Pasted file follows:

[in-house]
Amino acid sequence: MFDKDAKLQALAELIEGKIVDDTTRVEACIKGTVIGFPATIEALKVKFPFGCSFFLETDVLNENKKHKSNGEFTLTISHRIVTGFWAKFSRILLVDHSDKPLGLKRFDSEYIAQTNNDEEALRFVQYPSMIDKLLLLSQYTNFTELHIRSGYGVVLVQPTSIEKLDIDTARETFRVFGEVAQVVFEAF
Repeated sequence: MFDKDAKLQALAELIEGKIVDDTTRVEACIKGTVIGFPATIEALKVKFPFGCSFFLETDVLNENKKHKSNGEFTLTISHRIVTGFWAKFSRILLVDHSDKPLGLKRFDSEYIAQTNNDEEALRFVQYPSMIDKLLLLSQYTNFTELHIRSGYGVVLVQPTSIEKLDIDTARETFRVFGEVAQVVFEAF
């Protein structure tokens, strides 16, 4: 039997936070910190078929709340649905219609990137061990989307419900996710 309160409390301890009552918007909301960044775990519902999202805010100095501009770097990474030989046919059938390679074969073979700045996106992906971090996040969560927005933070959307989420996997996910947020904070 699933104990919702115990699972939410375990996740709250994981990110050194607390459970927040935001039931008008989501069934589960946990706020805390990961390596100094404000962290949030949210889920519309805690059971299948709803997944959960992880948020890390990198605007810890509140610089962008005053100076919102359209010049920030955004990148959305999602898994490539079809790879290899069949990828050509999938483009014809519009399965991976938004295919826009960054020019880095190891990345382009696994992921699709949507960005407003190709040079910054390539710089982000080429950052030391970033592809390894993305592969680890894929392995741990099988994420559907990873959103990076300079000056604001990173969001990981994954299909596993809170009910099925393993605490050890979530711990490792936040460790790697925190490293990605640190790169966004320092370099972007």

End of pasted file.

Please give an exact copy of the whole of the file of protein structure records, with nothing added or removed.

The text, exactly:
[in-house]
Amino acid sequence: MFDKDAKLQALAELIEGKIVDDTTRVEACIKGTVIGFPATIEALKVKFPFGCSFFLETDVLNENKKHKSNGEFTLTISHRIVTGFWAKFSRILLVDHSDKPLGLKRFDSEYIAQTNNDEEALRFVQYPSMIDKLLLLSQYTNFTELHIRSGYGVVLVQPTSIEKLDIDTARETFRVFGEVAQVVFEAF
Repeated sequence: MFDKDAKLQALAELIEGKIVDDTTRVEACIKGTVIGFPATIEALKVKFPFGCSFFLETDVLNENKKHKSNGEFTLTISHRIVTGFWAKFSRILLVDHSDKPLGLKRFDSEYIAQTNNDEEALRFVQYPSMIDKLLLLSQYTNFTELHIRSGYGVVLVQPTSIEKLDIDTARETFRVFGEVAQVVFEAF
């Protein structure tokens, strides 16, 4: 039997936070910190078929709340649905219609990137061990989307419900996710 309160409390301890009552918007909301960044775990519902999202805010100095501009770097990474030989046919059938390679074969073979700045996106992906971090996040969560927005933070959307989420996997996910947020904070 699933104990919702115990699972939410375990996740709250994981990110050194607390459970927040935001039931008008989501069934589960946990706020805390990961390596100094404000962290949030949210889920519309805690059971299948709803997944959960992880948020890390990198605007810890509140610089962008005053100076919102359209010049920030955004990148959305999602898994490539079809790879290899069949990828050509999938483009014809519009399965991976938004295919826009960054020019880095190891990345382009696994992921699709949507960005407003190709040079910054390539710089982000080429950052030391970033592809390894993305592969680890894929392995741990099988994420559907990873959103990076300079000056604001990173969001990981994954299909596993809170009910099925393993605490050890979530711990490792936040460790790697925190490293990605640190790169966004320092370099972007």